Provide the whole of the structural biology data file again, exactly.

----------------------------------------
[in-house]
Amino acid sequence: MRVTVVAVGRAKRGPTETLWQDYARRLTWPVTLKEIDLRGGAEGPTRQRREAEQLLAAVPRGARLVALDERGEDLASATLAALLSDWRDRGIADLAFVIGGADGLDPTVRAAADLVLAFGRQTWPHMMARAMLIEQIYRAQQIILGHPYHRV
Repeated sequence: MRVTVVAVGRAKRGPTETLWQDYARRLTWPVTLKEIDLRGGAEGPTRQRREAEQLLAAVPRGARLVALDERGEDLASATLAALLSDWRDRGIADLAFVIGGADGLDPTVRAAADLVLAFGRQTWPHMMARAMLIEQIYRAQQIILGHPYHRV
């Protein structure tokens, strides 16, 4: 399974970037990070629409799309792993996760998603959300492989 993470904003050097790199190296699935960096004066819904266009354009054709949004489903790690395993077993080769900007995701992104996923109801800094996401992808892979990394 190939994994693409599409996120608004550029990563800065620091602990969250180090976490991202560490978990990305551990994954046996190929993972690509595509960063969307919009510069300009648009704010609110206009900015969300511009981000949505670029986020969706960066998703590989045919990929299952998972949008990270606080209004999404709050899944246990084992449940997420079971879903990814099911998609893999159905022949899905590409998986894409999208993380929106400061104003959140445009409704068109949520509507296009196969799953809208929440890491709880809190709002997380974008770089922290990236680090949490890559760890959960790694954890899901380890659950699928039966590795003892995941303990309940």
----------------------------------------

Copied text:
[in-house]
Amino acid sequence: MRVTVVAVGRAKRGPTETLWQDYARRLTWPVTLKEIDLRGGAEGPTRQRREAEQLLAAVPRGARLVALDERGEDLASATLAALLSDWRDRGIADLAFVIGGADGLDPTVRAAADLVLAFGRQTWPHMMARAMLIEQIYRAQQIILGHPYHRV
Repeated sequence: MRVTVVAVGRAKRGPTETLWQDYARRLTWPVTLKEIDLRGGAEGPTRQRREAEQLLAAVPRGARLVALDERGEDLASATLAALLSDWRDRGIADLAFVIGGADGLDPTVRAAADLVLAFGRQTWPHMMARAMLIEQIYRAQQIILGHPYHRV
């Protein structure tokens, strides 16, 4: 399974970037990070629409799309792993996760998603959300492989 993470904003050097790199190296699935960096004066819904266009354009054709949004489903790690395993077993080769900007995701992104996923109801800094996401992808892979990394 190939994994693409599409996120608004550029990563800065620091602990969250180090976490991202560490978990990305551990994954046996190929993972690509595509960063969307919009510069300009648009704010609110206009900015969300511009981000949505670029986020969706960066998703590989045919990929299952998972949008990270606080209004999404709050899944246990084992449940997420079971879903990814099911998609893999159905022949899905590409998986894409999208993380929106400061104003959140445009409704068109949520509507296009196969799953809208929440890491709880809190709002997380974008770089922290990236680090949490890559760890959960790694954890899901380890659950699928039966590795003892995941303990309940």